To play high school football in Texas, kids have to want it.

They have to really want it.

The competition is fierce. The schedule is demanding. The physical toll is brutal, and the pressure is unrelenting.

And that is the easy part. The most challenging aspect of surviving a season on the Lone Star State’s gridirons is already underway — the offseason.

Practically every kid born within Texas’ borders is instinctively driven to play football from a young age. As children, they dream of one day suiting up for the home team, especially in smaller towns and cities with just one high school.

Family legacies and Friday nights revolve around the sport here.

Suiting up for a varsity roster is a cherished experience, and hearing old men tell tales about their glory days playing against bitter rivals is an everyday occurrence.

As silly as it might sound, playing high school football in Texas truly means something. If it happens at no other time of the year, during the football season people take pride in their school colors.

So, with a little more than two months separating us from kickoff of the 2014 season, now is the time kids are working toward making their own memories.

Whether the inspiration is to simply make the team or to make a massive impact, kids from Brownsville to Borger are training, but more importantly, they are being tested.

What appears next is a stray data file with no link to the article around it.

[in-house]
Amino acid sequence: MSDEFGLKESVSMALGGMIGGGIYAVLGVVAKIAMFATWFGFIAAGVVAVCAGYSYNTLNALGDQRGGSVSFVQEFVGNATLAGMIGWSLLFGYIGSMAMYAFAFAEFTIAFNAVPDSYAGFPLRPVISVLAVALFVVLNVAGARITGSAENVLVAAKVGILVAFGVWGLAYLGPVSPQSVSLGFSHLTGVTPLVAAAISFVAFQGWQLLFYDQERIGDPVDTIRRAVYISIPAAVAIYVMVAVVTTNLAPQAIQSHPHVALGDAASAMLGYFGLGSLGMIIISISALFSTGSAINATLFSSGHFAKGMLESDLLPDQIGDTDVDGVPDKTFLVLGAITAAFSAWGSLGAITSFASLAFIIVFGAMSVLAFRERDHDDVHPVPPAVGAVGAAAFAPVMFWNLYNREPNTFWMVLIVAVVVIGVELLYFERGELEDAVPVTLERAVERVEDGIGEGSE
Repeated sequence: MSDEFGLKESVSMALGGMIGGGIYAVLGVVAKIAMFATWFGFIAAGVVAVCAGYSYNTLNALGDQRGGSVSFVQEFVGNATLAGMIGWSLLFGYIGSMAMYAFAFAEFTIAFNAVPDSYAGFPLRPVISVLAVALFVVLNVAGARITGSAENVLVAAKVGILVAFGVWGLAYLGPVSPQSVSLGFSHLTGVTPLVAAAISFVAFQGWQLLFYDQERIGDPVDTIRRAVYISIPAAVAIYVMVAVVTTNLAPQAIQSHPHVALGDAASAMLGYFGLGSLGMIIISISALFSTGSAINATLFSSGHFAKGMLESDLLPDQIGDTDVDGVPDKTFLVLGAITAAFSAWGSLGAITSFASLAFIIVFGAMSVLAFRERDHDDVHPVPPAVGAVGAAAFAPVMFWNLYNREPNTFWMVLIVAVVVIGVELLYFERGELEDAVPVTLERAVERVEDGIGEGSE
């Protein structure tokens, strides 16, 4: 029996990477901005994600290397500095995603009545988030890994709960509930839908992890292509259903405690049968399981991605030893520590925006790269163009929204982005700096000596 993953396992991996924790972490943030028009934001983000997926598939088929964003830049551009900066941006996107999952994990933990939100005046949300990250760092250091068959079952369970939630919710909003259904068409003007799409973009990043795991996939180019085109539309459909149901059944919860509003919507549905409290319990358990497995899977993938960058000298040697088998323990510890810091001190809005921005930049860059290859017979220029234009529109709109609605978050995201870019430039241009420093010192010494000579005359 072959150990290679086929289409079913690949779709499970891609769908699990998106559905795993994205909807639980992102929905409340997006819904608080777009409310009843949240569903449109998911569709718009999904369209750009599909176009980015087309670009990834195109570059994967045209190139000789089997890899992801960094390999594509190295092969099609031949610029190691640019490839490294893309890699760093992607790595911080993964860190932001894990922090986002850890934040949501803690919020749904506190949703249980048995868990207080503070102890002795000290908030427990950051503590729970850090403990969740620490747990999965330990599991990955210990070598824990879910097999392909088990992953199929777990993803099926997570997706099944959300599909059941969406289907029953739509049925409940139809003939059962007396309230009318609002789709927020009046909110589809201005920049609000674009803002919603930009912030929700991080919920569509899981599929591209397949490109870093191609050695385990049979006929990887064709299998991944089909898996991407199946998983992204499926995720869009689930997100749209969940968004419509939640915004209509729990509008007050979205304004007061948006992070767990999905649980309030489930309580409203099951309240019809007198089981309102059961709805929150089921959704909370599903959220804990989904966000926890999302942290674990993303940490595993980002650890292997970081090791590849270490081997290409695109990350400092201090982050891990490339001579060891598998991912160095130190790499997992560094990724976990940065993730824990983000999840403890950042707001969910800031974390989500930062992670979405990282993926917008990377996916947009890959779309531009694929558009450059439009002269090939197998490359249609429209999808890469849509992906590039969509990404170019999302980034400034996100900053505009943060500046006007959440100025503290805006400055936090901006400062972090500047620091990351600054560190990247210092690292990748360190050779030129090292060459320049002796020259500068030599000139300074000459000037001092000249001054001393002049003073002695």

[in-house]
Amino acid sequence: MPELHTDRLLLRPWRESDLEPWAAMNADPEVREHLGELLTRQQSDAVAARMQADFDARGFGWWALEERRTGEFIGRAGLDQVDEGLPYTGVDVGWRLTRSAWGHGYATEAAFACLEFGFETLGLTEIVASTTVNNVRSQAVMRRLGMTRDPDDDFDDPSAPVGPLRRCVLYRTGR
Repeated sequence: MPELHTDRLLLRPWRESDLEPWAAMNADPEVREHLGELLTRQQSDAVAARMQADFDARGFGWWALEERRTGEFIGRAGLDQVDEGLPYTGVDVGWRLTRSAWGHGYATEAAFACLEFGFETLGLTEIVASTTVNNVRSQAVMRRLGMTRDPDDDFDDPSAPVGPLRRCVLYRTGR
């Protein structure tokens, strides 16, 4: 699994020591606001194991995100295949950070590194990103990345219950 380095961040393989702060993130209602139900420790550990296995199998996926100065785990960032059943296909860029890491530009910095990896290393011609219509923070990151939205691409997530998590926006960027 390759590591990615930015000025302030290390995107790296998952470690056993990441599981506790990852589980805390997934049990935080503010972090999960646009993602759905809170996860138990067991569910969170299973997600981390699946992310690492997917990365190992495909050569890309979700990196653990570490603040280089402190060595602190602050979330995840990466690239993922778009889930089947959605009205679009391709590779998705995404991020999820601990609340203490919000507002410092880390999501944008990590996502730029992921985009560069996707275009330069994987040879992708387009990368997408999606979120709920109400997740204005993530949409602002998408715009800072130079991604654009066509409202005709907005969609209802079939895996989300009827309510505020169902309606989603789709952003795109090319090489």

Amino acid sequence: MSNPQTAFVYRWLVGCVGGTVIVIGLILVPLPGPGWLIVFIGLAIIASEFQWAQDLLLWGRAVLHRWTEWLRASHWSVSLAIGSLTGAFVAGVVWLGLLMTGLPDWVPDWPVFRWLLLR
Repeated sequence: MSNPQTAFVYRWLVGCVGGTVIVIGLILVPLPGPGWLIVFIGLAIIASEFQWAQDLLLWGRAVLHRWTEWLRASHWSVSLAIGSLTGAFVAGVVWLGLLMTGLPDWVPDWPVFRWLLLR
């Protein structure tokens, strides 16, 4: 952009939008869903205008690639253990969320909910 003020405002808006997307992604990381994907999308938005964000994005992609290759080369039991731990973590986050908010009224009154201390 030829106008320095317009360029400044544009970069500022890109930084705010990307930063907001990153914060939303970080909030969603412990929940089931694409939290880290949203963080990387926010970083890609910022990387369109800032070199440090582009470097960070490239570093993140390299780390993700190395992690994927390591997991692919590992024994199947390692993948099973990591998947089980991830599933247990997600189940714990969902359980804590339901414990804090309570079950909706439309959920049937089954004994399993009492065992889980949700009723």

To endure all the adversity, physicality and sheer insanity of the fall, players must be in peak condition. Offseason strength and conditioning programs toughen bodies, while workouts under the intense summer sun harden wills.

Even the relatively relaxed sport of 7-on-7 football is a test of determination.

I spent Monday afternoon covering Copperas Cove’s state-bound squad compete in its final week of league play, and I sweat through my shirt just watching from the sidelines. As cruel as the heat was, it is a necessary evil. Kids have to become acclimated to such sweltering conditions in order to survive on the field in the fall. While other places around the country might have the luxury of seasons, in almost all of Texas, summer doesn’t end until around November — if we are lucky.

If running around in shorts and a T-shirt is unbearable, just imagine adding pounds and pounds of pads to the equation.

Players today aren’t stupid. They understand what it takes to be relevant in the highly visible world of high school football, and I commend them for that.

Coaches do plenty to make sure kids are on the right track, but in the end, each individual is responsible for making the sacrifices and putting in the effort to contribute.

It is not an easy undertaking, and the weather at this time of year only serves to increase the stress on the body, but now is when the truly passionate separate themselves.

Two-a-days are just around the corner, and today’s coaches expect players to be ready to work on the first day. Perhaps in the past the time was used to condition players, but no more.

And if a kid shows up out of shape, his chances of making a positive impression are greatly diminished.

To play high school football in Texas, kids have to want it.

They have to really want it, and right now is when they go out and prove it.

Contact Clay Whittington at

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